Costly Praise

What a wonderful day at Ebenezer this past Sunday as we ordained our newest elder and member of our session (board):  Pat Burns.  I hope I never lose the excitement that comes from being a part of such an experience.  Being ordained an elder in the Presbyterian Church is much more than just becoming part of the “business-end” of the church, because the position of elder, today as in the Early Church, is more than just administration, but rather lay members who fully participate in the ministry and outreach of the church. 

John 12:1-8, tells the story of a dinner at Bethany.  In this small passage, we see three very different, and all important, responses to Christ.  Look along with me, will you?


Jesus came to the home of Lazarus, whom He had raised from the dead.  Many people were there, to see Jesus, sure, but probably more excited to see Lazarus whom they had buried many days ago.  In the midst of this, we see Martha.  Only two words:  “Martha served,” but those two words describe her ministry well.  Earlier in the gospels Martha complained to Jesus that Mary was just sitting.  Martha was wound up in her “ministry” and was angry over her sister’s lack of shared vision.

How much like Martha are we sometimes?   God gives a talent, a vision, a plan for ministry, but then we complain that others aren’t doing what we have chosen to do.  We complain and fret, much as Mary had.  Such a negative attitude often comes from “serving” for the wrong reason, for example, for recognition, acceptance, or even trying to earn God’s love.  Our service should not be the result of someone else’s manipulation of our emotions or our emotional need for acceptance, but rather the response of a heart filled with love for the One who called us and saved us.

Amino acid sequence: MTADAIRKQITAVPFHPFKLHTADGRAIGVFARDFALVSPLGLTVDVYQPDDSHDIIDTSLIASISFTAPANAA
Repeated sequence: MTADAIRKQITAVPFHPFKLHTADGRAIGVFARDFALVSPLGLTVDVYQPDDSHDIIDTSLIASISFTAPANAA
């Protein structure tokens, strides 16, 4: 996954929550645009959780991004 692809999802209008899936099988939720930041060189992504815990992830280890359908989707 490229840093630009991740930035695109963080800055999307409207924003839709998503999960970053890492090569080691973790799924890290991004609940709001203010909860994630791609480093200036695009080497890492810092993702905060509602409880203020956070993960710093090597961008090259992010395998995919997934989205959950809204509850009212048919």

Paul tells us how to serve in the book of Colossians.  “And whatever you do, whether in word or deed, do it all in the name of the Lord Jesus, giving thanks to God the Father through him” (3:17), and “Whatever you do, work at it with all your heart, as working for the Lord, not for human masters, since you know that you will receive an inheritance from the Lord as a reward. It is the Lord Christ you are serving” (vv. 23,24).  While Martha did not understand this previously, at this visit, it seems she was happy to use her talents and to offer them to Christ.


The same verse tells us that “Lazarus was one of those at the table with him.”  The men would recline at table, waiting to be served by the women, but something makes me believe there was more going on here.  You see, Lazarus was the big news story, a celebrity.  How many people had actually been dead for three days and then risen!  Most of us would probably succumb to the pressure and spend our time telling stories about our harrowing experience!  Yet the Scripture says Lazarus was at table with Jesus.

My friends, I believe the Psalmist had it right when he stated,

“How can a young person stay on the path of purity? By living according to your word.  I seek you with all my heart; do not let me stray from your commands.  I have hidden your word in my heart that I might not sin against you.  Praise be to you, LORD; teach me your decrees” (Psalm 109:9-12). 

Lazarus chose to spend time with the One who saved him, with the One who had the words of life.  Not willing to be the center of attention himself, Lazarus sat with Jesus and sought out the wisdom and grace in Jesus’ words.